Bayer bought Monsanto in June of 2018 just before the Lee Johnson trial started, so the liability rests with Bayer and Bayer has been fighting back. There have been two subsequent trials. The company lost both of those as well, but they’ve appealed all the verdicts. They’ve lost all the appeals to date, but they’ve been successful in reducing the verdicts. In one of the other trials, the jury found that the evidence of Monsanto’s deception was so egregious they awarded $2 billion in punitive damages. But trial and appellate judges have reduced those awards significantly.
Now, Bayer has decided they don’t want any more trials. Three losses were enough. They have agreed to pay $11 billion to settle the existing U.S. litigation. They also put forward a plan in which they would pay about $2 billion into a fund that would cover people who’ve been using Roundup, but who haven’t yet developed non-Hodgkin lymphoma, or just haven’t filed a lawsuit yet. This would be a way to try to accommodate those people. They’re going to send out notices to Home Depot and other places where Roundup is sold. They are trying to determine how to ward off future litigation because of course they want to keep selling their product.
Lee Johnson finally did get paid after my book went to print, but just a tiny fraction of what the jury had wanted him to receive and what they had ordered in their verdict. He wasn’t expected to live this long. His own attorneys thought that he might die before trial and Monsanto’s attorneys predicted he wouldn’t live beyond November of 2019. He’s still suffering, but he’s able to be with his family and see the impact he’s been able to make from this case and from his activism.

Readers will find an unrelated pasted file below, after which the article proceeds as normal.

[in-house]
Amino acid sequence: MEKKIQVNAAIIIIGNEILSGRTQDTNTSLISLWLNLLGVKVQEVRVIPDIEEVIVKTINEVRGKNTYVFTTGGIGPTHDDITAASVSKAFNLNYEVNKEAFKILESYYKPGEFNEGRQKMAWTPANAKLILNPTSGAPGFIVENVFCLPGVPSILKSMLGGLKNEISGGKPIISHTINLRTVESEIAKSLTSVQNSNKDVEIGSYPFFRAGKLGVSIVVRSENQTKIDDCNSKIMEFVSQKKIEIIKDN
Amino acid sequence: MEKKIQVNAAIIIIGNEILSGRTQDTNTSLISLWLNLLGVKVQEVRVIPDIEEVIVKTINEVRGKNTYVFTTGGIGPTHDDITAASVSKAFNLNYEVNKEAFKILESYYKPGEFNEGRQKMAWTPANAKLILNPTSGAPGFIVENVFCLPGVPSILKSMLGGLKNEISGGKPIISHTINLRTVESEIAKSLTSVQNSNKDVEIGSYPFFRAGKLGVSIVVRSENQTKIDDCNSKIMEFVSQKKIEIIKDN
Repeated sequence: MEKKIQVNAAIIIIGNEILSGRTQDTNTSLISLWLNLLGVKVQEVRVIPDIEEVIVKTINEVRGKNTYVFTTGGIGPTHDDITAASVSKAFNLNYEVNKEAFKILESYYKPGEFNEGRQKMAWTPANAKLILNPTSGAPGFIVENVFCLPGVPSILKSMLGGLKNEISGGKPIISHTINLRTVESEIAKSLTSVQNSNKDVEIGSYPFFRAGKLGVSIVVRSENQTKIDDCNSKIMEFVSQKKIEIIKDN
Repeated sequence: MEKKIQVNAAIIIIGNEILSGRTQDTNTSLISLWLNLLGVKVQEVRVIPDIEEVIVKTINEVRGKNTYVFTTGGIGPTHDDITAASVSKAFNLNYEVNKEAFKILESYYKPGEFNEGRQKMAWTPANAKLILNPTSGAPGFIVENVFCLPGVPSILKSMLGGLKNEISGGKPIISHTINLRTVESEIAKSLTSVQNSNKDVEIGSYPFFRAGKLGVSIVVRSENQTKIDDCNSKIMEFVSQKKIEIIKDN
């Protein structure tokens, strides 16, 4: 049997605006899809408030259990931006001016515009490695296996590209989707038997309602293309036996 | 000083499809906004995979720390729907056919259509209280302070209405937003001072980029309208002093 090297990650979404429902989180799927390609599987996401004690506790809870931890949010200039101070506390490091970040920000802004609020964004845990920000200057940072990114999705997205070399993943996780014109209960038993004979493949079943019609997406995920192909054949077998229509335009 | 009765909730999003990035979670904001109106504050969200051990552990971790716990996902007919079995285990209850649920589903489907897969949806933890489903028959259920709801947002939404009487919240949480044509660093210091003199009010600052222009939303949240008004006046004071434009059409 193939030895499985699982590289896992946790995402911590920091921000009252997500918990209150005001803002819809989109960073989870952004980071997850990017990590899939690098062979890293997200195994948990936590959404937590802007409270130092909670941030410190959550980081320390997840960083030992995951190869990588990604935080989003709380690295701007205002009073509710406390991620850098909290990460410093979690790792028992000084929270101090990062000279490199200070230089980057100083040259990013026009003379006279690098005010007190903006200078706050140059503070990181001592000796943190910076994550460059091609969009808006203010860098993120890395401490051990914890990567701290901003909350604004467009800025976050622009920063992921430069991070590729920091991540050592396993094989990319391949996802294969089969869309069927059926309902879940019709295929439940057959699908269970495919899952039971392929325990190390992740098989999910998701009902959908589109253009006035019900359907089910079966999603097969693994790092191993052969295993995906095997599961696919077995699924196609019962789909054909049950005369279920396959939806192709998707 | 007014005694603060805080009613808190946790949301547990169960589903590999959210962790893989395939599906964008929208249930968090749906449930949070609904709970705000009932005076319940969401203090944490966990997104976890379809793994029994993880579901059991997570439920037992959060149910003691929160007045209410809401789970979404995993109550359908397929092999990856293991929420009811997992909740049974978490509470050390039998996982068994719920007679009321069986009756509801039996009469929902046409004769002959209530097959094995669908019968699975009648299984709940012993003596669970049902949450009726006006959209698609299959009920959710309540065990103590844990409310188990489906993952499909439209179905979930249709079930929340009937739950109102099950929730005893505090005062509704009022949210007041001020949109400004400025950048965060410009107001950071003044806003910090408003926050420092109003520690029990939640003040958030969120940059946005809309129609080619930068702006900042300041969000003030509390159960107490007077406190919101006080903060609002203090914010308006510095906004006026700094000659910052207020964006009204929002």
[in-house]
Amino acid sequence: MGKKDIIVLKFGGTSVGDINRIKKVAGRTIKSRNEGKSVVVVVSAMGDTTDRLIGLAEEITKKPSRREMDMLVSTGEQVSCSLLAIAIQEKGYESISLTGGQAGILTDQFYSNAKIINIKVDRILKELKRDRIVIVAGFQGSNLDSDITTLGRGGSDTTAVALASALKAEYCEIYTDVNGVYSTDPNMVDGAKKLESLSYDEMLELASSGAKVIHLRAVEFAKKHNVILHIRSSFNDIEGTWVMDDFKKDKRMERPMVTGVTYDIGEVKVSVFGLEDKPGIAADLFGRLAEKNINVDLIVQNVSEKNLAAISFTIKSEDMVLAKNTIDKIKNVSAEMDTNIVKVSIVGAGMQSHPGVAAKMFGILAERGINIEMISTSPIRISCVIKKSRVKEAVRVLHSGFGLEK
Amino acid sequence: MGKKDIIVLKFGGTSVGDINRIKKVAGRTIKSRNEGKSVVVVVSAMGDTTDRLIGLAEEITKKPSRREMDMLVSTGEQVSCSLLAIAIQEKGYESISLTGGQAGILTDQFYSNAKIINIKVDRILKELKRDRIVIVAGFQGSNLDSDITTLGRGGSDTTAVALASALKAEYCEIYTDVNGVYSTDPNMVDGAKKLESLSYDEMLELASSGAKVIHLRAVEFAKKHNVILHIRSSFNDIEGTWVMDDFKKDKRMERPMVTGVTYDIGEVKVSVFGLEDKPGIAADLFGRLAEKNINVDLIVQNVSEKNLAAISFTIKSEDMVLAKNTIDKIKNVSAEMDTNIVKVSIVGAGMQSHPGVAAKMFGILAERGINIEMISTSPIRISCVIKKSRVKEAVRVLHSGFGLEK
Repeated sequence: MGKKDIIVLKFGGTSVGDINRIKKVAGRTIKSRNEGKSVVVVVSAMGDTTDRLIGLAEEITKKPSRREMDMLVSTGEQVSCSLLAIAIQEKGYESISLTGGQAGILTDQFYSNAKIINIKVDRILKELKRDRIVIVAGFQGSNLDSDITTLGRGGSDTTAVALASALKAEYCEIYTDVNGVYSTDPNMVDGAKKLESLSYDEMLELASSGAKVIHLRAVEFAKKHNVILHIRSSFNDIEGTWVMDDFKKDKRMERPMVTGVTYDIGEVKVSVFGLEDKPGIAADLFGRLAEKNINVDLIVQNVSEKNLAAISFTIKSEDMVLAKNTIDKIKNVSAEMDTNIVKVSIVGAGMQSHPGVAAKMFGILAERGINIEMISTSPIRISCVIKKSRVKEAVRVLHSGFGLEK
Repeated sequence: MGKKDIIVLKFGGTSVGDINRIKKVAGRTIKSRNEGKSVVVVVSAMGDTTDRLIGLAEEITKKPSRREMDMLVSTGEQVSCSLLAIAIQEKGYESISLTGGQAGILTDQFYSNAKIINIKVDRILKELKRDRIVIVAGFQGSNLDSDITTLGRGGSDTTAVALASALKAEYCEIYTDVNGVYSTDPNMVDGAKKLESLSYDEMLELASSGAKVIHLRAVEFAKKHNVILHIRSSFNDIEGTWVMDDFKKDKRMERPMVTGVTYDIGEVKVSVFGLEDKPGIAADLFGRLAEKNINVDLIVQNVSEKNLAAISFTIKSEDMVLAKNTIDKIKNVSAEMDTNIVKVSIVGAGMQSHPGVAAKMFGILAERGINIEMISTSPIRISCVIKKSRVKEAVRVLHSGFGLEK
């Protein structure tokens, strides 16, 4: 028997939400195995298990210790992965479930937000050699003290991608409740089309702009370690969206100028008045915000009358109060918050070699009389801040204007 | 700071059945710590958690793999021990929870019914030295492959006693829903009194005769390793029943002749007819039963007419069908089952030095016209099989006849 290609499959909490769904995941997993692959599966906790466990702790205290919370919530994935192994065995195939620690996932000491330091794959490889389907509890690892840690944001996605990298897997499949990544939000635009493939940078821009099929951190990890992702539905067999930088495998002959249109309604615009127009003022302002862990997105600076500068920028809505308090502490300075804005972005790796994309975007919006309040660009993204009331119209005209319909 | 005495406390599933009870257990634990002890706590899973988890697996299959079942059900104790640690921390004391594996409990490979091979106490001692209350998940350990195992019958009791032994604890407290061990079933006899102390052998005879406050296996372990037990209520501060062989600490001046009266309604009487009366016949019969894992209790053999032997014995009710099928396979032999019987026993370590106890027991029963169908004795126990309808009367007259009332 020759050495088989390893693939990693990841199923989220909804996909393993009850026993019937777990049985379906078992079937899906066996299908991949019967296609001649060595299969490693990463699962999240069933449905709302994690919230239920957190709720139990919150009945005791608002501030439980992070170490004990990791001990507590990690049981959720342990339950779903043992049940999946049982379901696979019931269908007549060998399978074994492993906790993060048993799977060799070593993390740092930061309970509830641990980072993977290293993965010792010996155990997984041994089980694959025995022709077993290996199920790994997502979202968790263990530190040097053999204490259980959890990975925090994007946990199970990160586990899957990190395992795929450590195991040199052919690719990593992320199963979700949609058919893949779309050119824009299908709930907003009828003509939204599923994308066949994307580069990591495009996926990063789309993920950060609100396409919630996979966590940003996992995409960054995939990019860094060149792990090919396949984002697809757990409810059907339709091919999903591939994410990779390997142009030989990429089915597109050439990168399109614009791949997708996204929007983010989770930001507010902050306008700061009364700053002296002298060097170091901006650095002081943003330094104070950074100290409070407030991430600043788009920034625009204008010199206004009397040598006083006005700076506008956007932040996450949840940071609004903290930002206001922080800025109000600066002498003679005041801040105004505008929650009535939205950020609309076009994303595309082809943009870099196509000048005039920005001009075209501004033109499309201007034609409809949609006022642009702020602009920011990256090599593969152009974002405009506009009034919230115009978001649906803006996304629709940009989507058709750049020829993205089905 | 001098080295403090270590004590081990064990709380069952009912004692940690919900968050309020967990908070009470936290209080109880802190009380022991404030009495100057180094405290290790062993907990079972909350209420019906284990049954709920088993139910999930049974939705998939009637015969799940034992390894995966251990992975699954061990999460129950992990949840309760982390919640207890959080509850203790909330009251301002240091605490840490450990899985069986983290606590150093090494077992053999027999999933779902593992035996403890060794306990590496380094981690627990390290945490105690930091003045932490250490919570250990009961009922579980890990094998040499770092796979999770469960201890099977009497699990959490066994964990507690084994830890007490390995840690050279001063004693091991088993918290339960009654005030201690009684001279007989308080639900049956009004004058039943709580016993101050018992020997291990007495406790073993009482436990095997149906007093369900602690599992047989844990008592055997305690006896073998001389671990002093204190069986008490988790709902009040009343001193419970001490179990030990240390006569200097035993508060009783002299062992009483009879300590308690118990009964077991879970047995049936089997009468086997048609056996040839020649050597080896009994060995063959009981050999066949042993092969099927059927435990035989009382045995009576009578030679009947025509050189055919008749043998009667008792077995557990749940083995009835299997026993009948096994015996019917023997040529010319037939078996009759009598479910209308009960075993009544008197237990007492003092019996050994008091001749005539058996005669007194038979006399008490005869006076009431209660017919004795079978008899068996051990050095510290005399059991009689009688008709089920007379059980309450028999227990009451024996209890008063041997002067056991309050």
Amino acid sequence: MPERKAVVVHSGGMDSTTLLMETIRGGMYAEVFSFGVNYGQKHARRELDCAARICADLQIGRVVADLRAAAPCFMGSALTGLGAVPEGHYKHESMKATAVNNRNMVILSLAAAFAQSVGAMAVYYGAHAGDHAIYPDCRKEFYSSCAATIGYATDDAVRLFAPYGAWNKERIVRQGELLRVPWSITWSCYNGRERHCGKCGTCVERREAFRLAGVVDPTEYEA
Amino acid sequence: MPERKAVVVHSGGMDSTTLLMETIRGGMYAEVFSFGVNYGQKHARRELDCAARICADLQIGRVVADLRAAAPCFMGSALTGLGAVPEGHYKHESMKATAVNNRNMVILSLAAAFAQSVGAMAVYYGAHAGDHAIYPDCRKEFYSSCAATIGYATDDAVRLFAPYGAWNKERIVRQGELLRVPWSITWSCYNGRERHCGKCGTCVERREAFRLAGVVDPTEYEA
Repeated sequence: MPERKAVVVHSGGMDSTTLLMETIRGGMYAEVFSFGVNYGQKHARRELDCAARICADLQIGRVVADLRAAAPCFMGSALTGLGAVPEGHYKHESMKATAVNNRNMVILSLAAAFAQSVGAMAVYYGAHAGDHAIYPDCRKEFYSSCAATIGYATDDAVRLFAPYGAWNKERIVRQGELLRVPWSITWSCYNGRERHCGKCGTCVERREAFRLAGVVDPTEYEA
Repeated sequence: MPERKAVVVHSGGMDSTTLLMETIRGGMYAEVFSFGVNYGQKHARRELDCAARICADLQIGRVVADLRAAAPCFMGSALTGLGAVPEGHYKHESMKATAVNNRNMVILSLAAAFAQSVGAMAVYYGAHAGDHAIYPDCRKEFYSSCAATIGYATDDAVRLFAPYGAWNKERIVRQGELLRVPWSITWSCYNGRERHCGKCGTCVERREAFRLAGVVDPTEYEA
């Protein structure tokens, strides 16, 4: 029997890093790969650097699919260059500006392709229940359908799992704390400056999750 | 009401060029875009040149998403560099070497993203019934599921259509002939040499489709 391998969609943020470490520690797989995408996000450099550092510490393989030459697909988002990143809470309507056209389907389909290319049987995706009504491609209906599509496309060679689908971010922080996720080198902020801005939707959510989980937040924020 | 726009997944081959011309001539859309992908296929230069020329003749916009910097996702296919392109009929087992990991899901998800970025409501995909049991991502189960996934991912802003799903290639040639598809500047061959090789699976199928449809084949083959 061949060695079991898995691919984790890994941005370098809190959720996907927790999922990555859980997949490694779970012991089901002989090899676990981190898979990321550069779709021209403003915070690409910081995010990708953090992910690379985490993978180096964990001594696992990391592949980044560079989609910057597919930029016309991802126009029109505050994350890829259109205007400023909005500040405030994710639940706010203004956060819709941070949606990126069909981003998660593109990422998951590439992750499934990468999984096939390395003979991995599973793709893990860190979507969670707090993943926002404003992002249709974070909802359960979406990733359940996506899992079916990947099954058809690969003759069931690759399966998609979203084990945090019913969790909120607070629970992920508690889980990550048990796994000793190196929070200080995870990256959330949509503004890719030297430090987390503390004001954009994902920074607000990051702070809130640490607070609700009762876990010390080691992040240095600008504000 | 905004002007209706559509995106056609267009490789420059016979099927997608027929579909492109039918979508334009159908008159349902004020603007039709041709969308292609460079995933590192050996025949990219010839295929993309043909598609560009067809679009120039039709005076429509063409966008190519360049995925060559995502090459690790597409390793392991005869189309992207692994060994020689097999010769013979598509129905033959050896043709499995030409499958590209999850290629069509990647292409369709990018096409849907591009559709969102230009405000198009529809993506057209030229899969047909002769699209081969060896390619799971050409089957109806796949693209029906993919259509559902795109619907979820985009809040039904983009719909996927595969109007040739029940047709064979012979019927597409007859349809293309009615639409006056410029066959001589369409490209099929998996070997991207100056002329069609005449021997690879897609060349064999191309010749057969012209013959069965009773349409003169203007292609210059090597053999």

Last time I was at Home Depot, I saw a huge Roundup display with no warning labels.
They are talking about putting something on the label. They don’t want to put language that says it can cause cancer, but they’re thinking about something that provides a link to a webpage that talks about the science.
So despite all this litigation they can’t be required to put a warning label on their products?
They certainly could if the EPA was going to stand up to Monsanto. But we’ve seen for more than 40 years that the EPA has not done that. In the book, I share lots of internal documents and records from the EPA essentially saying, “Hey, we think you should put a warning label on it. This looks dangerous.” And we see Monsanto push back and bring political pressure, and then the EPA folds, time and time again.
We are seeing other countries step up. Mexico has said that it plans to ban glyphosate. Thailand tried a couple of years ago. Bayer enlisted the help of the State Department and other U.S. officials to put the screws on countries talking about bans, so they wouldn’t. Thailand backed away after the U.S. pressure, but Mexico is saying it will go ahead with the ban, and other countries like Germany and France have gone ahead with it.
The science is clear that pesticides like glyphosate are contributing to cancers and reproductive health harms and a whole array of problems. We need to speak out. We need to make food policy as important as foreign policy.
This interview is based on a Real Food Media podcast interview, and has been edited for clarity and length.